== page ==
(Reuters) - BP’s plan to sell its interest in a half-million acres (202,340 hectares) of land in Wyoming dotted with 2,000 oil and gas wells has been put on ice.
Over 4 feet (1.3 meters) of snow fell this winter in the Wamsutter field in south-central Wyoming - more than double the usual average - and that buried anything a prospective buyer would be able to see to evaluate the land. BP, as a result, is postponing selling the acreage for several months, according to documents sent to bidders this month and reviewed by Reuters.
Even without massive accumulations of snow, oil acreage has been tough to divest this year because of volatile markets and caution from lenders.
BP is focusing on new holdings in West Texas’s Permian region, and wants to unload land worth about $3 billion in Oklahoma, Colorado, East Texas and Wyoming. The sales plans are part of a program designed to raise about $10 billion in the next two years.
While BP is in various stages of the sale process in several states, the company told potential buyers that it could not show them the Wamsutter field in the Northern Greater Green River Basin of Wyoming, according to a letter obtained by Reuters.
The letter includes pictures of workers in hard hats, next to snowdrifts taller than they are, and snow enveloping drilling equipment.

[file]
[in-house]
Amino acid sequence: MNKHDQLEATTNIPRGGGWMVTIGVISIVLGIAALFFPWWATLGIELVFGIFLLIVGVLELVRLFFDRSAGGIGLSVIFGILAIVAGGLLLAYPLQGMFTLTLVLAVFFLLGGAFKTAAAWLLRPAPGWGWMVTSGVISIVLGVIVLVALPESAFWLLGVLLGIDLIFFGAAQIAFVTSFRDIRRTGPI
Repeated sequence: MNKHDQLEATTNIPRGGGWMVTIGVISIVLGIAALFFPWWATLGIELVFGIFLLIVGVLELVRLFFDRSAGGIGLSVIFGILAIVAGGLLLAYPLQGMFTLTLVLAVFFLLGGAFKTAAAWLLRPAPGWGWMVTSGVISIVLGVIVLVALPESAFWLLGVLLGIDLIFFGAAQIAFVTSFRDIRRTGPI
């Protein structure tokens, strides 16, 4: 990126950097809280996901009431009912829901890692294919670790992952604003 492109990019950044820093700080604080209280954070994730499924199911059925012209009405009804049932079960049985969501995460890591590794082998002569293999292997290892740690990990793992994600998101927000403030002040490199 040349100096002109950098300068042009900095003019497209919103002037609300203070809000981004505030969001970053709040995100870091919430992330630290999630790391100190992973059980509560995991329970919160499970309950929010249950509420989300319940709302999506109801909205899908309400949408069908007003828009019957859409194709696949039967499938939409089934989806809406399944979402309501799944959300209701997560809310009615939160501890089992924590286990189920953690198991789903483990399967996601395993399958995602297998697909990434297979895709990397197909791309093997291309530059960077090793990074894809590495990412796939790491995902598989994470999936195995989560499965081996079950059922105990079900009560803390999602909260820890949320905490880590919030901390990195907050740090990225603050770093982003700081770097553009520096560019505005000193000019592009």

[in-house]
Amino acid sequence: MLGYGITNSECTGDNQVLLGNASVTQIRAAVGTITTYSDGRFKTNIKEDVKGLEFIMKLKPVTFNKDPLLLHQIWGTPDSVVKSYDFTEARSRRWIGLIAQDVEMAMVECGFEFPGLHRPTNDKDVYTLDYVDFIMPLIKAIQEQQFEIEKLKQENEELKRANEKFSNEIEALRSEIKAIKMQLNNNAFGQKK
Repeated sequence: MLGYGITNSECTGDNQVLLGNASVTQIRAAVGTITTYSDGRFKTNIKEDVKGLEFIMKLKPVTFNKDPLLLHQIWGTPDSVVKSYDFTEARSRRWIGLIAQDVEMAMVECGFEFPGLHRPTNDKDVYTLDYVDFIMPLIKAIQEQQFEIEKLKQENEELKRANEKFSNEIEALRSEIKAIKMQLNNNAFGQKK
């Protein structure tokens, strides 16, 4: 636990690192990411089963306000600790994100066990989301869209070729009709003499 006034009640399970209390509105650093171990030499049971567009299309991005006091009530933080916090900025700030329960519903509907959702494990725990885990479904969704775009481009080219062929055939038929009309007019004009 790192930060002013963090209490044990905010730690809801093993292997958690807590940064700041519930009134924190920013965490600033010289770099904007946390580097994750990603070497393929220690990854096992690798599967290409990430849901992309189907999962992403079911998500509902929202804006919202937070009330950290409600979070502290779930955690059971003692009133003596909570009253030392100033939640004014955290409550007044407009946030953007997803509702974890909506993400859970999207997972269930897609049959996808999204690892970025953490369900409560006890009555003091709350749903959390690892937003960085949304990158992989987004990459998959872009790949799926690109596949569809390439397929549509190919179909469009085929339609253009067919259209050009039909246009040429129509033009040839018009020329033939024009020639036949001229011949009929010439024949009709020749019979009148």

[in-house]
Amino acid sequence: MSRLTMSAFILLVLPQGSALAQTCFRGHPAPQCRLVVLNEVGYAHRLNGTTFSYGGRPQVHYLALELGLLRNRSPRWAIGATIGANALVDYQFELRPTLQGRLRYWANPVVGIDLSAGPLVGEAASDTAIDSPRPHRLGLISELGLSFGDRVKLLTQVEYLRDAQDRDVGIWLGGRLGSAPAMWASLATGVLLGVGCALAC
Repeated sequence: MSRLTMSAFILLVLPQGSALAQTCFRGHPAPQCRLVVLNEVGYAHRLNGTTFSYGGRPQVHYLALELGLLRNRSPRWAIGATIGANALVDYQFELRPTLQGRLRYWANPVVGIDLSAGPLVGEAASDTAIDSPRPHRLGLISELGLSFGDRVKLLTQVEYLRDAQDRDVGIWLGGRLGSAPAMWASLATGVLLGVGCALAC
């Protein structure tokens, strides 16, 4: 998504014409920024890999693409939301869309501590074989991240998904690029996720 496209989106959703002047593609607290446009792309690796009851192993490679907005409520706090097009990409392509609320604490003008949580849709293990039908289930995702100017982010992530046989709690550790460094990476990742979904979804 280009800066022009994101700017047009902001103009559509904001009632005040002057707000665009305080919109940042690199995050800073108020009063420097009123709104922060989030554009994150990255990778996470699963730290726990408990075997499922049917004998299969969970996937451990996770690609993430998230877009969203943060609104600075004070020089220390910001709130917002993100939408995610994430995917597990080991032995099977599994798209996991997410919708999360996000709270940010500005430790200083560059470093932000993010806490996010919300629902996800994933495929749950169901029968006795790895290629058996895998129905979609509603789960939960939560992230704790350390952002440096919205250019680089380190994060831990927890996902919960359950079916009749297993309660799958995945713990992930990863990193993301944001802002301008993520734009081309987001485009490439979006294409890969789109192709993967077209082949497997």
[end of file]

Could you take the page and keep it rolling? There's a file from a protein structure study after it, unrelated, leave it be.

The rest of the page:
The National Weather Service is predicting another storm will bring several inches of snow to the area Thursday.
BP says it is unsure when it will put the acreage on the market but hopes to make a deal by the end of the year. It blamed the holdup on “significant operational problems” that have caused a “reduction in production volumes” from the field.
“BP’s current focus is the safe and efficient return of the wells and surface facilities to production; therefore, the divestiture process has been delayed,” a BP acquisitions manager said in the letter.
Wyoming currently produces 261,000 barrels of oil a day, its most in 27 years.
BP, which is the largest operator in the Wamsutter field, declined to comment.
Reporting By David J. French in New York and Collin Eaton in Houston, additional reporting and writing by Jessica Resnick-Ault in New York